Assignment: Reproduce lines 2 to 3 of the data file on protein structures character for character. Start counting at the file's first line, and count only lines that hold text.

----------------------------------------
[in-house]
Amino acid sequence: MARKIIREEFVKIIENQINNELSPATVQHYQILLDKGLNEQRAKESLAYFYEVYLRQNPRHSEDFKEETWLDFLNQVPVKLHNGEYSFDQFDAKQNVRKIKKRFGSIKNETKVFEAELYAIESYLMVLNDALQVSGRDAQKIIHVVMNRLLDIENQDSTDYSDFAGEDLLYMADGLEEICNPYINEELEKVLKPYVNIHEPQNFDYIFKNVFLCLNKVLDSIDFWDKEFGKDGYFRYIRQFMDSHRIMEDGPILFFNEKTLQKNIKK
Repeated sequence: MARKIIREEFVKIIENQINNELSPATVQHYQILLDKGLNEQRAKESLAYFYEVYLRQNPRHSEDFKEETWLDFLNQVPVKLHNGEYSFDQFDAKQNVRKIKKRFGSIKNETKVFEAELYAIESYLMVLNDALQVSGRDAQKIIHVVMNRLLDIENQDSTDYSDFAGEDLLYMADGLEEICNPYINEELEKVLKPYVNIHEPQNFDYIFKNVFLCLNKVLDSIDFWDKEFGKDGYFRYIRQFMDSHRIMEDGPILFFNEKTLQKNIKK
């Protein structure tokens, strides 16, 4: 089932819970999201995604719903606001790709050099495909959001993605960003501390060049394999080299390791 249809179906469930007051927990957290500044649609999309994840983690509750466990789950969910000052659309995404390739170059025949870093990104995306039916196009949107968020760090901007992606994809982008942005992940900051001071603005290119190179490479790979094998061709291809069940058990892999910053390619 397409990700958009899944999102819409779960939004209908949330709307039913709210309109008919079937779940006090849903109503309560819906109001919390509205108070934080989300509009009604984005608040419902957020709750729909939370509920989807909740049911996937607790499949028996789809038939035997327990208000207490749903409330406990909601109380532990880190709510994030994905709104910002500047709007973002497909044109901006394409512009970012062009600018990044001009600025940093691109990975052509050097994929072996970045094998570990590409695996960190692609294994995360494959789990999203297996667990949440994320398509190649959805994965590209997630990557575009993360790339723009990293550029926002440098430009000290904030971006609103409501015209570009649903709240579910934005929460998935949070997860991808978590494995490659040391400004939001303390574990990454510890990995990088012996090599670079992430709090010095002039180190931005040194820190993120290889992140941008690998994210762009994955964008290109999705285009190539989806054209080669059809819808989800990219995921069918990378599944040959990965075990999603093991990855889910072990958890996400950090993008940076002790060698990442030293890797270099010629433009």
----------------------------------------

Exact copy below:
Amino acid sequence: MARKIIREEFVKIIENQINNELSPATVQHYQILLDKGLNEQRAKESLAYFYEVYLRQNPRHSEDFKEETWLDFLNQVPVKLHNGEYSFDQFDAKQNVRKIKKRFGSIKNETKVFEAELYAIESYLMVLNDALQVSGRDAQKIIHVVMNRLLDIENQDSTDYSDFAGEDLLYMADGLEEICNPYINEELEKVLKPYVNIHEPQNFDYIFKNVFLCLNKVLDSIDFWDKEFGKDGYFRYIRQFMDSHRIMEDGPILFFNEKTLQKNIKK
Repeated sequence: MARKIIREEFVKIIENQINNELSPATVQHYQILLDKGLNEQRAKESLAYFYEVYLRQNPRHSEDFKEETWLDFLNQVPVKLHNGEYSFDQFDAKQNVRKIKKRFGSIKNETKVFEAELYAIESYLMVLNDALQVSGRDAQKIIHVVMNRLLDIENQDSTDYSDFAGEDLLYMADGLEEICNPYINEELEKVLKPYVNIHEPQNFDYIFKNVFLCLNKVLDSIDFWDKEFGKDGYFRYIRQFMDSHRIMEDGPILFFNEKTLQKNIKK